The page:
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09 Dec 2013 09:22 #26440 by landmark
landmark replied the topic: Re: truck

Joel wrote:

landmark wrote:
...I just "fall over" this older posting. Do you know where do you find that picture at the Curtright website/ to which car (J-number) that picture belongs?

As I read in an old road & track article, J-132 was at a time used as a pick-up truck on a farm, until Homer Fitterling purchased the car and equiped the chassis with a Murphy CC body he had "in stock". Is that maybe the car on the picture?

I know that a forum-member is today the proud owner and driver of that Murphy CC, maybe he owns some photos of the "pick-up time" of his car and like to share them...

Cheers

Matt


J-132 was never actually made into a truck. In the time that I spent with Keith and Gerri Brown, I learned that the Road and Track article has several innacuracies. Paul S. Johnson, a Chicago-area plumber did remove the rear portion of the original Derham sedan body, planning to build a truck on it's 17,000 original mile chassis. He never completed the conversion, however, and eventually sold the car to Keith Brown of LaPorte, Indiana in October of 1957. It was Keith who mounted the Murpy CC body and sold the car to his friend Homer Fitterling.



Hello Joel,

thank you for the corrections, I am always learning.


Cheers

Matt

Was man besonders gerne tut,
ist selten ganz besonders gut

Wilhelm Busch

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09 Dec 2013 14:22 #26442 by Chris Summers
Chris Summers replied the topic:
Joel, I didn't know that - thanks!

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09 Dec 2013 22:00 #26450 by landmark
landmark replied the topic: Re: A bit more

Bob Roller wrote: The car I said was needing an upgrade to be deplorable was J214,a, or maybe THE Wolfington tourer.a long wheelbase car wth unusual moulding prescribed by the original owner,John Eberson,a designer of art deco theaters. It went thru a series of owners and when I saw it in the early 1950's it belonged to Melvin Clemens in Clarksburg WV. A subsequent owner contacted me years later and was restoring it as time and money allowed and I THINK the designer of the car,Herb Newport was also involved. It was eventually purchased by a Canadian who finished the restoration and I will say it looked good. The odd appearence with the curlycue moulding must be viewed with the thought that THIS was what it was when new,by request and design.It will be then appreciated for what it really is,a custom built car from bumper to bumper.It seems to me there was another body shop initially involved but went broke,or maybe it was Wolfington that went broke and THEN another shop finished it. Anyway,it is alive again. Left to me,in the early 50's.I would have either restored the chassis or parted it out. We did get it started in Melvin's garage and it sounded like the pistons were changing holes and smoked like a volcano,totally worn out from running full bore and powering a water well drilling apparatus.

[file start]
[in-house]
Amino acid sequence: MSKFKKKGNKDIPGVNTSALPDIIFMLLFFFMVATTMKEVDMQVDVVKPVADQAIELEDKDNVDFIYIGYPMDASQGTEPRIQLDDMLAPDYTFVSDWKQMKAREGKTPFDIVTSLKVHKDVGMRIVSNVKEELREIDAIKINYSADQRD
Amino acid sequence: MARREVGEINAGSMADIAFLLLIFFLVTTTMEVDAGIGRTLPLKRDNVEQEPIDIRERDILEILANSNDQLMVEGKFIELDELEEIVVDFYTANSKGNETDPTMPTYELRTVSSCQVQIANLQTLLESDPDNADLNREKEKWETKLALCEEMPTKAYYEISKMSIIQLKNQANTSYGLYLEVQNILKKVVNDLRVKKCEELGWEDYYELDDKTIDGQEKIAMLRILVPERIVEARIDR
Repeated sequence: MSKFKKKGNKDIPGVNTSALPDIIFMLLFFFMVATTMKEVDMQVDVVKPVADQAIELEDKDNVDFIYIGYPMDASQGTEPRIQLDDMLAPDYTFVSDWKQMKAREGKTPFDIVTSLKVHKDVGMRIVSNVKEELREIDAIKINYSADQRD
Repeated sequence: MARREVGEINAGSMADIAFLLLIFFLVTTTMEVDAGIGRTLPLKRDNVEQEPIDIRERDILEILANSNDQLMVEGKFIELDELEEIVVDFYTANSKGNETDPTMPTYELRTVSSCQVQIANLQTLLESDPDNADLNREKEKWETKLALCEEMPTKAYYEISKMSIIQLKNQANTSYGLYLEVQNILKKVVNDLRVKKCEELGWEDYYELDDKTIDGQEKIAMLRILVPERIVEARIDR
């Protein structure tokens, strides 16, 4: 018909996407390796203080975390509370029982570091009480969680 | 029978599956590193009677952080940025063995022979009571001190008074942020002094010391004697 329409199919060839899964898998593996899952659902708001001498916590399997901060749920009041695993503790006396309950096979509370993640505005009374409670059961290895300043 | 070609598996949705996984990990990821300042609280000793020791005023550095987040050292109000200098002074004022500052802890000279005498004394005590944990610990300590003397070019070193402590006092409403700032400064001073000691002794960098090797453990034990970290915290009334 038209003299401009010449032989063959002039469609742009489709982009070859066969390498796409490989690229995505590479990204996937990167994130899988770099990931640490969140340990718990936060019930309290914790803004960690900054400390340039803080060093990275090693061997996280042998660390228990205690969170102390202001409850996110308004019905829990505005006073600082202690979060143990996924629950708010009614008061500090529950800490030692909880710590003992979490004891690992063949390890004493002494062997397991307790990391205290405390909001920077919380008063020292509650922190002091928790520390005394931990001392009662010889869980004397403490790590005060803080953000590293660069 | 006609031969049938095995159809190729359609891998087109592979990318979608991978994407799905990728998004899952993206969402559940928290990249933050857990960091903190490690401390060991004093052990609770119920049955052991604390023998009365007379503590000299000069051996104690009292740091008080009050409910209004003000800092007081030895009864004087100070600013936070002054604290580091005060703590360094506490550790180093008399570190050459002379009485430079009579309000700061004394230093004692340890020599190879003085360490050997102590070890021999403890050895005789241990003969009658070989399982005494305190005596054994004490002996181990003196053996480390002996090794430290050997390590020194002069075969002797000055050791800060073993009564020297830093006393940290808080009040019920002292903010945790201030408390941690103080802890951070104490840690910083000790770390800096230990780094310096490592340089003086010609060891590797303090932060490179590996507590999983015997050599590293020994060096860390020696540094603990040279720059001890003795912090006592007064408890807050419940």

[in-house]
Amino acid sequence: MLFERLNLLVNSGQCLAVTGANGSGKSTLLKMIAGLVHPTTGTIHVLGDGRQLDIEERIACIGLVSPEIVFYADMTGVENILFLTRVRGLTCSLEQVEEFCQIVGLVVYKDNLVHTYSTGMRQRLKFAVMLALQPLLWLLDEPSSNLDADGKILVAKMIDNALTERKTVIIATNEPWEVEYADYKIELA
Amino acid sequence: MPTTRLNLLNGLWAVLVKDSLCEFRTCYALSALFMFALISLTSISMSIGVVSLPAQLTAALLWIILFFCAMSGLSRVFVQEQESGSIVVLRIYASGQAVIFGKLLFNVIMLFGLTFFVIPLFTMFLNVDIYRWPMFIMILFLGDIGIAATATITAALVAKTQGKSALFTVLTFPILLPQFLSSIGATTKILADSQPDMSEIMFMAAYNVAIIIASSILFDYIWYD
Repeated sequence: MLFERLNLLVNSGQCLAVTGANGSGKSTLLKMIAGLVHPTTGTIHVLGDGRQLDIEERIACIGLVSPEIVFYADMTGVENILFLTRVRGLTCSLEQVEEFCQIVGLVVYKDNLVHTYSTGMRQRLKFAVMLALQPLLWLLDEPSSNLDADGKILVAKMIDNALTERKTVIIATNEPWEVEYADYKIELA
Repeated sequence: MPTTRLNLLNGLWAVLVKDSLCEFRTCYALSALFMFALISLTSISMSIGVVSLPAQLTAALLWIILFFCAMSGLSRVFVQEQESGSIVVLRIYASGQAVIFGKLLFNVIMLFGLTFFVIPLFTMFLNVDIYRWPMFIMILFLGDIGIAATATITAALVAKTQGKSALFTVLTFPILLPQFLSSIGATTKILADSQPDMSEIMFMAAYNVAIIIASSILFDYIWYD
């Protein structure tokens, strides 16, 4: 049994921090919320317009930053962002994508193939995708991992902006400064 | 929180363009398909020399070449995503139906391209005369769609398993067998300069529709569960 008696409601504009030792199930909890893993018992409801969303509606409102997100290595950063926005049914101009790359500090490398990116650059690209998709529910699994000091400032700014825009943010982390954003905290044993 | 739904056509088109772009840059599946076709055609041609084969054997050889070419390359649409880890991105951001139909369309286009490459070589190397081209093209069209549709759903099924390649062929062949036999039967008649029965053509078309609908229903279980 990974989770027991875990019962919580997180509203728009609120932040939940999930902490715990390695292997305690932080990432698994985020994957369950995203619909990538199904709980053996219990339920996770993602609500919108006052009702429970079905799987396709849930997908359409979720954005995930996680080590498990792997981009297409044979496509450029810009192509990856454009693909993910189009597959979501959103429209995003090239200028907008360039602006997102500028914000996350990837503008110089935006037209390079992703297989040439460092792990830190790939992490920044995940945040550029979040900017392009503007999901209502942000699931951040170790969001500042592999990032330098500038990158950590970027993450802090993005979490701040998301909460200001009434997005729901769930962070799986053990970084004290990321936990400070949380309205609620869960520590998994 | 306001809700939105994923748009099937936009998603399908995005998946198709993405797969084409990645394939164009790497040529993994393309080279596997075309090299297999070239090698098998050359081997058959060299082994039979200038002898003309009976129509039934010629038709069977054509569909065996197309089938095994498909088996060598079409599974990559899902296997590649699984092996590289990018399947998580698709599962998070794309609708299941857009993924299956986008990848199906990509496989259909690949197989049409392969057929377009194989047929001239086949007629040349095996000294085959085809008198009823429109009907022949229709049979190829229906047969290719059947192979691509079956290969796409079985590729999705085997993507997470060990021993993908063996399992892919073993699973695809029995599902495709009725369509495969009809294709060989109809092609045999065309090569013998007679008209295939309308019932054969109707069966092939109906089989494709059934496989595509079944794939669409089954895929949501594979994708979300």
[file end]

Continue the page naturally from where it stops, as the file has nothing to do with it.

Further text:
The gentleman from Canada now has another phaeton restored but I have seen only pictures of this one and the Wolfington he donated to a museum in Alberta. I think I sent them info on it as well at their request.

Bob Roller



Hello Bob,

I like that story!

When I saw a picture of that car the first time (in the Elbert-book) I thought by myself "Oh man"...
You are right the curly hood and body mouldings are very "special"...

Here it is in its original appearance: http://www.duesey2208.com/Datasheets/Mo ... rm2240.htm

And here are two photos (you have to "go down" some pictures) as the car is now displayed @Reynolds Alberta Museum. http://www.albertawow.com/hikes/Reynold ... Museum.htm

I must say in that colour-combination and with the closed roof-top, it looks not so bad.

Cheers

Matt

Was man besonders gerne tut,
ist selten ganz besonders gut

Wilhelm Busch

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09 Dec 2013 22:15 #26451 by Chris Summers
Chris Summers replied the topic:
Bob will correct me if I'm wrong, but I recall him once describing J-214 "as-found" as looking like it had been hit by two coal trucks, going at a high rate of speed in opposite directions.

Bernie Aaron's other phaeton - a rebodied Murphy, J-183 - was sold earlier this year, and now resides overseas.

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10 Dec 2013 03:44 #26452 by Bob Roller
Bob Roller replied the topic: J214
I did say that it was looking as I described but more accurately,the description should have been gross neglect of a once fine car.I saw it at Auburn when the Canadian owned it and I thought it was elegant. That wood work was superb and the color combination is great.
The Canadian Museum asked me about the car as I once saw it in 1953 and I couldn't give them much help because of the derelict condition.

Bob Roller

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11 Dec 2013 13:52 #26464 by West Peterson
West Peterson replied the topic:
The pickup Duesenberg (now J-350) is the car my dad purchased in the 1980s. I remember driving it (restored), and it sure drove like a truck. I'm pretty sure that the steering box and all associated pieces needed some major overhaul. I wonder if it was ever done.

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